The previous four were:
1.Casa Sun & Moon*, a big building with few rooms. It’s an old hotel and most of the rooms are dark and musty. However, there are three suites that are spectacular and offer great views of the bay, plus each has its outdoor jacuzzi. They keep raising the price in spite of a severe downturn in Mexican tourism. That’s nuts.
2.Zihua Caracol, which is jointly run with the Casa Sun & Moon. They are directly across the street from one another, and share the same reception desk, which is in the Zihua Caracol. This is a pretty nice hotel, but there is no ocean view. Gotta have an ocean view.
3.La Quinta de Don Andrés, which is where we stayed on our initial overnighter on Calle Adelita years ago. This place is next door to the Casa Sun & Moon. We enjoyed our first stay at Don Andrés, but shortly thereafter it underwent a major renovation and prices skyrocketed.
Last spring, we stayed there again because the prices had gone down a bit, but we were disappointed. There were a number of design features we disliked. The bedroom was so tiny it was difficult to walk about due to the king bed. The balcony was minuscule. And the AC was unreliable. We came home one day earlier than planned.
The hotel has larger rooms, but they cost quite a bit more. Plus, there’s a penthouse that covers the entire roof, and it’s stunning. Alas, the price is stunning too.
4.Bungalows Adelamar. Mexicans are fond of calling hotels with kitchen facilities bungalows. All of the places mentioned so far have kitchen facilities, but are not called bungalows, but the Adelamar calls itself bungalows. There is no website, so the link goes to TripAdvisor’s report on the Adelamar.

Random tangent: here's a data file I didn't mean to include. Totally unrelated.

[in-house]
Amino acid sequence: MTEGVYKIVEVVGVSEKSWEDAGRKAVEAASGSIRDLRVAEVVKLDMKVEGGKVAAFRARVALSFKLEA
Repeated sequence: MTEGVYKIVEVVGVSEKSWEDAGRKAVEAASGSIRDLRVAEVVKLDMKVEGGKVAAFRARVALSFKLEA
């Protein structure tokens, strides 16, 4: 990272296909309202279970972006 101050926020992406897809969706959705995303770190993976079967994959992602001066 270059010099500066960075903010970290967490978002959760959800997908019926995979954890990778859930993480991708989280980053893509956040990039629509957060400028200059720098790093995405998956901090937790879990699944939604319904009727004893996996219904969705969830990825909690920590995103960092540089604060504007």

This is a nice place to stay, but there is no ocean view. Pity. It is quite inexpensive, about $60 in the off season. We always go to Zihua in the off season because it’s significantly cheaper, and we are cheap people.
Being a tightwad is a big part of the reason I now live loose in Mexico — and you likely remain a wage slave.
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But on this upcoming trip, we will stay in both the Villas Miramar and the Hotel Palacios. The first night will be in the Miramar because they are booked the two nights after that. We’ll move next door after one night. This is good because it will provide a chance to give both a test drive for future visits.
On our very first trip to Zihua years back, not long after the autopista to the coast was completed, we stayed on a mountainside overlooking the bay, just out of town. The hotel is named Villas el Morro, which has a spectacular view, a beautiful pool, but is inconveniently located, isolated, and awful parking if you come with a car.
There were troubles with the AC and bathroom, and the manager/owner was surly and uncooperative.
The most memorable drawback to Villas el Morro is that the morning sun is a blast furnace on all the rooms and their balconies. We tried to enjoy the balcony in the mornings, but were forced to take evasive, creative action, which you see illustrated in the photo below.
We invariably eat at Fonda Dona Licha, a very nice place downtown. We are not foodies.
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* On arriving, we changed plans and stayed at the Casa Sun & Moon, a suite on the street side because the spectacular Master Suites on the beach side were occupied. The street-side suite was quite suitable and spacious. The hotel has improved what were the dark and musty rooms with nice paint and amenities. And the price was reasonable again.